What Is Social?
Activity of the Ujazdowski Castle Centre for Contemporary Art in Public Space (1988–2014)
The artificial palm tree on the Charles de Gaulle Roundabout demonstrated the potential of artistic activities in public space, even to those who are not interested in contemporary art. Initially, it was a temporary artistic intervention that aroused surprise and controversy, and in the past few years, it has become a widely recognized object and a popular symbol of Warsaw. Its interpretations and assessments no longer solely depend on the statements of specialists in the field of art, but rather on the emotions, opinions, and attitudes of the people who see it. It became a social phenomenon because it managed to take root in the public’s imagination.
The project of Joanna Rajkowska, Greetings from Jerusalem Avenue, was seen by a different kind of audience – people who do not necessarily visit exhibitions, but still feel entitled to commenting on and evaluating the kind of art they come across in their everyday experience. They do not form a social group, but rather, consist of changing groups that are utilizing urban spaces. Art in public space is able to prompt the individuals creating these moving communities to communicate – not necessarily about art, but rather on things that became apparent because of art, things they attributed to it, which someone suggested them. Are social phenomena formed in this way, or rather individual experiences? Which is more significant for the arts? What is individual and what is social, since no one functions in isolation? To say that everything is social is like saying nothing at all. Greetings from Jerusalem Avenue, by Joanna Rajkowska, is one of the many projects implemented by the Ujazdowski Castle Centre for Contemporary Art in public space, which the exhibition What Is Social? presents. We propose to ask the question in the title to each of the nearly thirty selected projects.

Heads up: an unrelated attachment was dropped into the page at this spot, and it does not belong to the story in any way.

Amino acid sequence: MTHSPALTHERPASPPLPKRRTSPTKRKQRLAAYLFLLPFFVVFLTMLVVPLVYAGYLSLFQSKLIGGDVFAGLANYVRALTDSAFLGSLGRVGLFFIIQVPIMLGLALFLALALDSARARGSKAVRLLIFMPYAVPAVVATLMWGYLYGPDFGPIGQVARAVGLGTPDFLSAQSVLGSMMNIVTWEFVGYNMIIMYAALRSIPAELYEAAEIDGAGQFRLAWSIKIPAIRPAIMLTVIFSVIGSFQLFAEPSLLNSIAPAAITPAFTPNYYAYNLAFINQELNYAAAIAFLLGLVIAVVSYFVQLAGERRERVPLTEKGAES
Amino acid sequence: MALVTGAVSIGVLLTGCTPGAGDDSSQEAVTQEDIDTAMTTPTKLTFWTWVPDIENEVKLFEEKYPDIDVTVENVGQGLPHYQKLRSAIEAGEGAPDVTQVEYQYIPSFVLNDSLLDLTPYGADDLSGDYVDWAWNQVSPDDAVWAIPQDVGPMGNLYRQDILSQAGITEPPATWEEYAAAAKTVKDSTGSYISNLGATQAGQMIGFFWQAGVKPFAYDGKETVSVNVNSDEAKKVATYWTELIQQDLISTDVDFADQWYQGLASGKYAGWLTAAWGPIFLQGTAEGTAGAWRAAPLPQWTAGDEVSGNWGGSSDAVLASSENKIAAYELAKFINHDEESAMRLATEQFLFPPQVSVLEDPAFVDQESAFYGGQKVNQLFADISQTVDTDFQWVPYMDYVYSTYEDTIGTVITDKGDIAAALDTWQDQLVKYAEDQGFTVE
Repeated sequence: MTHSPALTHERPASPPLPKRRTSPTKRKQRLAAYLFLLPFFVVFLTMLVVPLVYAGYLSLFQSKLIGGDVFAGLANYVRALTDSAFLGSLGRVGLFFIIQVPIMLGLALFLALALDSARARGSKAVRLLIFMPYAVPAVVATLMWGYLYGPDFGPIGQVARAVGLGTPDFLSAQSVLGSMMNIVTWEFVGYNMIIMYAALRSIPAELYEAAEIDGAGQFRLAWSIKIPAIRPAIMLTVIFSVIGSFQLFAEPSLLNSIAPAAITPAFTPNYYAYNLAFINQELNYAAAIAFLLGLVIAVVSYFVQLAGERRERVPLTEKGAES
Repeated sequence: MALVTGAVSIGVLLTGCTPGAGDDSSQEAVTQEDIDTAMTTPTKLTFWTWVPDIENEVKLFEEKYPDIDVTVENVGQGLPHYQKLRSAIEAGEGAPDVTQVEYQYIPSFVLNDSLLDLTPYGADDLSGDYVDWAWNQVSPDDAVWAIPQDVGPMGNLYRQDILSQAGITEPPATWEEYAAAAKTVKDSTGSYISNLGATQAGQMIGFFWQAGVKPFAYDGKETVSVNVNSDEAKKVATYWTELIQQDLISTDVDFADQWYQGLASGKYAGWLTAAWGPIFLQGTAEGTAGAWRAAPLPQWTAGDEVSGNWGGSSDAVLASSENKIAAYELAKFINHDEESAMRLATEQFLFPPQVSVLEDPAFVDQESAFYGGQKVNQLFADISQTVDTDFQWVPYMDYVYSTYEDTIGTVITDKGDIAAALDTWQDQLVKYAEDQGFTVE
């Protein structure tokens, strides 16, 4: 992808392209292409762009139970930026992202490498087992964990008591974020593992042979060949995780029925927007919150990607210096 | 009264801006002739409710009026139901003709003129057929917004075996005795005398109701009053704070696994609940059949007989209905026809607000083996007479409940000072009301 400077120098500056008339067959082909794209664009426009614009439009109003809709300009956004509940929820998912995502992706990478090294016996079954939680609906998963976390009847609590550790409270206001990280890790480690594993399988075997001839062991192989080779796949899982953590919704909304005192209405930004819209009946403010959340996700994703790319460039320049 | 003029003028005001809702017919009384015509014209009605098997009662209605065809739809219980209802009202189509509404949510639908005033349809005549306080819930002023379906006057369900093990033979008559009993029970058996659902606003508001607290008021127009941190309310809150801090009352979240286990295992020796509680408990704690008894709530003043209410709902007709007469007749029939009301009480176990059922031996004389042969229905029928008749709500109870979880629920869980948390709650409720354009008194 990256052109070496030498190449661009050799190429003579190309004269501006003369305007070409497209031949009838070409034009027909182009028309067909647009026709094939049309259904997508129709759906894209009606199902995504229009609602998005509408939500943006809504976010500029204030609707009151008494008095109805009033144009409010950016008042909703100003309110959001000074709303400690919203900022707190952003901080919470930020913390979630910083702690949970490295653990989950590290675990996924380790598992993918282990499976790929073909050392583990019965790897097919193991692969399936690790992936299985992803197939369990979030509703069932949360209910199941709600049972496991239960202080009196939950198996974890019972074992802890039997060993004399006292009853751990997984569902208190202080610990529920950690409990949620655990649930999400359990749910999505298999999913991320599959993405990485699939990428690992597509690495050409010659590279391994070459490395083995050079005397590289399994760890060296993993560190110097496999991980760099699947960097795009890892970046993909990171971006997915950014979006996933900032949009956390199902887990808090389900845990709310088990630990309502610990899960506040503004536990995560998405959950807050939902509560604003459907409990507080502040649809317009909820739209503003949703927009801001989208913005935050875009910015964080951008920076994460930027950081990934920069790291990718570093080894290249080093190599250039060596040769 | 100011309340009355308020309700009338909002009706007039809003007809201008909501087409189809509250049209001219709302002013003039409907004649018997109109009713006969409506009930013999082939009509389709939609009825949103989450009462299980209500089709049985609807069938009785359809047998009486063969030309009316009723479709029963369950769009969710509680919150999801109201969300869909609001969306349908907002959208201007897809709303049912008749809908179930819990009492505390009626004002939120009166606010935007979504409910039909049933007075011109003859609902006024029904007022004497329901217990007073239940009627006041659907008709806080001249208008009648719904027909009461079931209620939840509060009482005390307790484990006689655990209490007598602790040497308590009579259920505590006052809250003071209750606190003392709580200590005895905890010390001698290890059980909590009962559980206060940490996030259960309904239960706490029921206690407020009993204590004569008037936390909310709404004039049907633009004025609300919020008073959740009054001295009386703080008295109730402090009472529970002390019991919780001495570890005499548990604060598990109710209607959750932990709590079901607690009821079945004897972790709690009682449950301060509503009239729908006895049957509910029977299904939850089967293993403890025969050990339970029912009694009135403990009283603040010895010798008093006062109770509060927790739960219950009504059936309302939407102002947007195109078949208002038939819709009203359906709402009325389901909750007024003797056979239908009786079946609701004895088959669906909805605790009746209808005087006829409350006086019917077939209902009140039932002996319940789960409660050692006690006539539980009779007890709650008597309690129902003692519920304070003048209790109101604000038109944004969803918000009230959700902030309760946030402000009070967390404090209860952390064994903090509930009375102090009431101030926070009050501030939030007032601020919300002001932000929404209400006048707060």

In the entire history – spanning over 20 years – of the Ujazdowski Castle Centre for Contemporary Art, implementations and actions in public spaces have constituted an important element of the institution’s program, and were often carried out beyond the castle’s walls. These projects were extremely diverse, often pioneering, and mainly so because they included interventions in urban spaces with such outstanding artists like Jenny Holzer, Barbara Kruger, Krzysztof Wodiczko, and Joanna Rajkowska, but also cultural animation activities with local communities, exhibition projects around the Castle, as well as many projects in other facilities and cultural institutions.
For all, this will be an opportunity for a unique kind of time travel, and for many, an opportunity to remember the events in which they partook. The exhibition will show materials from the rich collections of the Ujazdowski Castle Centre for Contemporary Art as well as its International Collection of Contemporary Art. The exhibition is an introduction to the recapitulation of the experience of art in public spaces in Poland, as well as a basis for the critical self-reflection of the institution and deliberation over new strategies for public art in the twenty-first century.